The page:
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The same phenomenon that makes the heated tea kettle on your stove whistle, when suitably harnessed, makes a steam engine go. The huffing and puffing associated with steam railroad locomotives is absent from the whisper-silent steam automobiles, yet they are equally powerful pound for pound. However, you still need to heat the water, which means burning something, and if you don t continually monitor your boiler steam pressure, everything can blow up. James Watt s steam engine of 1765 widely acclaimed as responsible for the industrial revolution was only an improvement on Thomas Newcomen s 1712 machine that, in turn, built on the more primitive 1690-vintage designs of Denis Papin, Christian Huygens, and Robert Boyle, and the initial patent of Thomas Savery in 1698. Steam technology was applied to the first land vehicle Nicolas Cugnot s tractor in 1770, to a steamboat by John Fitch in 1787, and to a rail locomotive by Richard Tevithick in 1804. While the Cugnot steam tractor is a far cry from the Stanley Steamer automobiles of the early 1900s (a streamlined version of the latter set the land speed record at 122 mph in 1906), and still further removed from the high-performance Lear steam cars of a few decades ago, the problem with steam vehicles remains the steam. Water needs a lot of heat to become steam, and it freezes at cold temperatures. To get around these and the basic time to startup problems, technical complexity was introduced in the form of exotic liquids to withstand repeated evaporation and condensation, and exotic metals for more sophisticated boilers, valves, piping, and reheaters. Figure 3-2 shows the steam, electric, and internal combustion vehicle population in the United States from 1900 to 2000. Steam-powered vehicles, popular in the last part of the 1800s, declined in favor of the other two vehicle types after the early 1900s. Electric vehicles enjoyed rapid growth and popularity until about 1910, then a slow decline until their brief resurgence in the 1990s. Internal combustion engine powered vehicles passed steam and electric early in the 1900s. More than any other factor, cheap and nearly unlimited amounts of domestic (and later foreign) oil, which kept gasoline prices between 10 and 20 cents a gallon from 1900 through 1920, suppressed interest in alternatives to internal combustion engine vehicles until more than 50 years later (the 1970s). In the early 1900s, steam vehicles unquestionably offered smoothness, silence, and acceleration. But stops for water were typically more frequent than stops for kerosene, and steamer designs required additional complexity and a lengthy startup sequence. While 40 percent of the vehicles sold in 1900 were steam (38 percent were electric), electrics offered simplicity, reliability, and ease of operation, while gasoline vehicles offered greater range and fuel efficiency. Thus steamers declined, and only a handful operate today. (Note: I will debate the issue of fuel efficiency in later chapters.)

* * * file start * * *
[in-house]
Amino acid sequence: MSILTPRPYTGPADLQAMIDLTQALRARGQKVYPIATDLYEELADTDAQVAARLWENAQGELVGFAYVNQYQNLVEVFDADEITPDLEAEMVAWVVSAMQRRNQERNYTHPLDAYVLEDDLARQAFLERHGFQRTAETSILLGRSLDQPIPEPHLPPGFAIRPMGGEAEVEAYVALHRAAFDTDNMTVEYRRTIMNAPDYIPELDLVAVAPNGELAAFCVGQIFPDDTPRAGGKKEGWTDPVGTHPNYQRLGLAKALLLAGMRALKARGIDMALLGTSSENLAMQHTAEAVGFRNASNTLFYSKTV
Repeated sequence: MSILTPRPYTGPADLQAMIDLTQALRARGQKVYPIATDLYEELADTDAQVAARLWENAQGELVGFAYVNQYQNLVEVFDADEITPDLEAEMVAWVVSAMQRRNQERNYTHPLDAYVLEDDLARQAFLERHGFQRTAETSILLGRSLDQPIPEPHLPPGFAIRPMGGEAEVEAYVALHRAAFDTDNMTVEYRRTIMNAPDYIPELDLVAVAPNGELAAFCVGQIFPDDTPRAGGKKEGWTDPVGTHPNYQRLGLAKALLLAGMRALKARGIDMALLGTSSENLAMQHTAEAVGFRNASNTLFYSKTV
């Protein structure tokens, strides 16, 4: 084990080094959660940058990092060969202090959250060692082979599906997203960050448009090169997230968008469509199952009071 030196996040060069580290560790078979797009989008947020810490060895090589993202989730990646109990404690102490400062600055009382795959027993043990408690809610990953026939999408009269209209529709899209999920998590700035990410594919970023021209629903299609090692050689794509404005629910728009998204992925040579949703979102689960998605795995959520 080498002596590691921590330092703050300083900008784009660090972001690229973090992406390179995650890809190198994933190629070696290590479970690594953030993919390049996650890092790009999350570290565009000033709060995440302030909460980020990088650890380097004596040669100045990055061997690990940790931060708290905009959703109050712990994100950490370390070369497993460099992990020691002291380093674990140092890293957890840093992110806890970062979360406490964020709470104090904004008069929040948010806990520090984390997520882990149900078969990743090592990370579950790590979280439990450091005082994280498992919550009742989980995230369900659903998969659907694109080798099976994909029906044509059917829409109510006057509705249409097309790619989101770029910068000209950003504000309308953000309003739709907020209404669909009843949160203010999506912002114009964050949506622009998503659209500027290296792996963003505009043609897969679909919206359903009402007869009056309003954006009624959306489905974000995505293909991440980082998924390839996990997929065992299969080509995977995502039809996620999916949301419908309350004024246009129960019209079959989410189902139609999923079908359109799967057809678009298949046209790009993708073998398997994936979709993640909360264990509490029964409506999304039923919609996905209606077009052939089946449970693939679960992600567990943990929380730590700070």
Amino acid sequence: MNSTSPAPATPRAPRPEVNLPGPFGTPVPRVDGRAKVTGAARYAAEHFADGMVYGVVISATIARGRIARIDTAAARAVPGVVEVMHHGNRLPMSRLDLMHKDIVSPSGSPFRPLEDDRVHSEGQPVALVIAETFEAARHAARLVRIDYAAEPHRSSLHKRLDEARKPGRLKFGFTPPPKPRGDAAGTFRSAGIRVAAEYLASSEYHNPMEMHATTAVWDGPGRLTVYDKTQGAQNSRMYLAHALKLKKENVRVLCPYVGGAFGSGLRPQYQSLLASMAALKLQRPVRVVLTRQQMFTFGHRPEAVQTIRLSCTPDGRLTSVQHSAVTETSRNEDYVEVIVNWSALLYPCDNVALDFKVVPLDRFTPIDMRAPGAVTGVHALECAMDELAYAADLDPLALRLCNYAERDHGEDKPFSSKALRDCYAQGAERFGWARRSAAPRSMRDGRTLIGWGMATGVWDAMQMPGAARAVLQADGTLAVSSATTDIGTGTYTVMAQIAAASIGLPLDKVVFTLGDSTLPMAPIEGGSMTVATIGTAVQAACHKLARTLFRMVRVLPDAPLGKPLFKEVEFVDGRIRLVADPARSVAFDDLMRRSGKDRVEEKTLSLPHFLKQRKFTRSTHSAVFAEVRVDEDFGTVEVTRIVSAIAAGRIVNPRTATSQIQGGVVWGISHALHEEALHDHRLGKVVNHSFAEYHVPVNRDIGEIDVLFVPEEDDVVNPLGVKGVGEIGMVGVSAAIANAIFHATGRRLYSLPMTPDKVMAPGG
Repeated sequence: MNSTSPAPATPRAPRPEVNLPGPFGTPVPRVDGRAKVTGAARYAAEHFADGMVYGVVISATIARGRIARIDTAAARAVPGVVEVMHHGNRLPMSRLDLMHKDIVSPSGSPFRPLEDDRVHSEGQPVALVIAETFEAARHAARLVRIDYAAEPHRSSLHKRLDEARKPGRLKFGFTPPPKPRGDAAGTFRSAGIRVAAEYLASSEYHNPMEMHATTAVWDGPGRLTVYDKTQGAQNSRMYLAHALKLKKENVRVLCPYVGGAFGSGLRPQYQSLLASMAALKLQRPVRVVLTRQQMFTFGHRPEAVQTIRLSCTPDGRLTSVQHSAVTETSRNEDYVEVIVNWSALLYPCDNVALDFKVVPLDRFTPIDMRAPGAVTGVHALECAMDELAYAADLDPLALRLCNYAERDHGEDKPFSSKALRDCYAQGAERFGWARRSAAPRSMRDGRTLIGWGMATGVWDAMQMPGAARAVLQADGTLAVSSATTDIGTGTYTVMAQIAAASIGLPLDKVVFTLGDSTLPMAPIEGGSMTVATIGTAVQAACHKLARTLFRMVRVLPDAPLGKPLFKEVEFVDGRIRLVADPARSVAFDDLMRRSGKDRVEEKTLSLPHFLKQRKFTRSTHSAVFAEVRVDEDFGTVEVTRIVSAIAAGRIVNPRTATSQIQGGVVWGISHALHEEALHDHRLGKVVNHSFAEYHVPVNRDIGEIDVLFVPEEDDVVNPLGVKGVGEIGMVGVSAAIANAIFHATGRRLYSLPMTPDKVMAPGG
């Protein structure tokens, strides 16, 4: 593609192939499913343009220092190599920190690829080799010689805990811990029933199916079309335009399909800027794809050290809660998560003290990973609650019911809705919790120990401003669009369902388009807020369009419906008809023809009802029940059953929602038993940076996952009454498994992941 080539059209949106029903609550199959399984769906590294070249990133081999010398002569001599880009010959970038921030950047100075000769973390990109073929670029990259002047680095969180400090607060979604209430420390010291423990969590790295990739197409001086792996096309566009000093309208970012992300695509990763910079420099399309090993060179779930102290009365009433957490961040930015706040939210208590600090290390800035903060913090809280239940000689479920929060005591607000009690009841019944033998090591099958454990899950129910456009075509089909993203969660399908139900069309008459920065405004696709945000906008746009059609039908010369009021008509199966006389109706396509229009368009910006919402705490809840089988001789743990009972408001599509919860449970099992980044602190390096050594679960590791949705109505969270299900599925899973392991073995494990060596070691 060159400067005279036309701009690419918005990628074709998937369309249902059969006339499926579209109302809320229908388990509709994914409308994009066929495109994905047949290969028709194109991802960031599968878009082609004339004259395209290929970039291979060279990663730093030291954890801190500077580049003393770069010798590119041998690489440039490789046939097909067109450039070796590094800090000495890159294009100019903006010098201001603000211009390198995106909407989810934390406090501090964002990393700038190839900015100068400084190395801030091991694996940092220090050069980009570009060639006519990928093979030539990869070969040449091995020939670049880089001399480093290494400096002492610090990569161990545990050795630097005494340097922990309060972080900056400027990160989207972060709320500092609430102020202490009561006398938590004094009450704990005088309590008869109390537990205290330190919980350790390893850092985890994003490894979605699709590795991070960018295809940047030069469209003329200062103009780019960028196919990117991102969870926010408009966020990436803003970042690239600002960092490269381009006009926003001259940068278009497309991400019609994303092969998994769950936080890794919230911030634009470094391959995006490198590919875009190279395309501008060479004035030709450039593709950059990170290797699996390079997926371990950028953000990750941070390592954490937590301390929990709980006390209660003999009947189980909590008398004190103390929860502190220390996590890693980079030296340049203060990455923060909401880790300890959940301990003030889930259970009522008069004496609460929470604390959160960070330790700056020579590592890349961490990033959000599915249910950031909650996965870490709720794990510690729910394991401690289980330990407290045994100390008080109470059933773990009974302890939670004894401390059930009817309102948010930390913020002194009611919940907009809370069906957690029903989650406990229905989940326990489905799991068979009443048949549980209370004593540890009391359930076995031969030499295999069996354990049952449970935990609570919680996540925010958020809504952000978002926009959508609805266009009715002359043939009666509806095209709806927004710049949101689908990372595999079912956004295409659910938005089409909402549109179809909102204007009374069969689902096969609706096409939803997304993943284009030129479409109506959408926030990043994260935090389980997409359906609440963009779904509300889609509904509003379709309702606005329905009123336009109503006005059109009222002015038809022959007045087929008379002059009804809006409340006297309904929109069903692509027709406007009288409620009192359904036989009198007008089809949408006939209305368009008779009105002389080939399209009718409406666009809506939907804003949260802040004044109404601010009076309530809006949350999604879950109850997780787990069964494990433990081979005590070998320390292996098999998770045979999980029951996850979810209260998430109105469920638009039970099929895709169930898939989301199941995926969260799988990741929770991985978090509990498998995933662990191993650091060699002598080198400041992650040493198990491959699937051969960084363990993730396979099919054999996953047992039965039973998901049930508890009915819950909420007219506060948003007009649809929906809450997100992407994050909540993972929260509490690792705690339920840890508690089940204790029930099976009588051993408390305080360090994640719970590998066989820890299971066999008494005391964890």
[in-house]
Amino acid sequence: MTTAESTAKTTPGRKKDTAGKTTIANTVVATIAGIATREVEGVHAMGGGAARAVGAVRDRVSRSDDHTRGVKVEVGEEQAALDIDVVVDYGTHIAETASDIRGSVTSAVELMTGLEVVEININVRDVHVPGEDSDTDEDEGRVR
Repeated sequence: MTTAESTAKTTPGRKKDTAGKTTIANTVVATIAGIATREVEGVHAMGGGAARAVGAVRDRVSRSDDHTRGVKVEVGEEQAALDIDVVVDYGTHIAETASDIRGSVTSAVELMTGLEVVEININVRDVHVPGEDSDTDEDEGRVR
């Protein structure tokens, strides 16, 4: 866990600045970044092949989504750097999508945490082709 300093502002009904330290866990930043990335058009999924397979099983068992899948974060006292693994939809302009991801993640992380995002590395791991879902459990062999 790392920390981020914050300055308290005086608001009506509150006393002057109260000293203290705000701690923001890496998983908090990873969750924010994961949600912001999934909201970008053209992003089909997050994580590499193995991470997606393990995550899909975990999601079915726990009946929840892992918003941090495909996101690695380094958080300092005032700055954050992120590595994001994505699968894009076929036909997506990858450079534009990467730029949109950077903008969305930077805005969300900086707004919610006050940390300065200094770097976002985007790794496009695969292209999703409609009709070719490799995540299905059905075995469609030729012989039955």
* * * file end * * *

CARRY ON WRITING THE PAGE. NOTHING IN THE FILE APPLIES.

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Table 8.5 Condition rating for deck, superstructure, and substructure. Number 9 8 7 6 5 4 3 2 1 0 Condition Rating Description Excellent condition Very good condition no problems noted Good condition some minor problems Satisfactory condition structural elements show some minor deterioration Fair condition all primary elements are sound, but may have minor section loss, cracking, or spalling Poor condition advanced section loss, deterioration, or spalling of primary structural elements. Serious condition loss of section, deterioration, spalling, or scour have seriously affected primary components, and local failures are possible Critical condition advanced deterioration of primary structural elements fatigue cracks in steel or shear cracks in concrete Imminent failure condition major deterioration or section loss present in critical structural components; bridge is closed to traf c Failed condition out of service, beyond corrective action
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Other factors affecting a protocol analyzer s ability to analyze all of the traffic on a network are the interconnect devices embedded in the network. In a bridged LAN, for example, the bridges will pass all Network layer traffic, giving an analyzer access to all of the protocol information on the network. In a routed environment, however, the routers filter the traffic by protocol and by destination network address, so an analyzer will see only traffic that passes through the router onto the segment to which the protocol analyzer is attached. This concept is treated more fully in 16.
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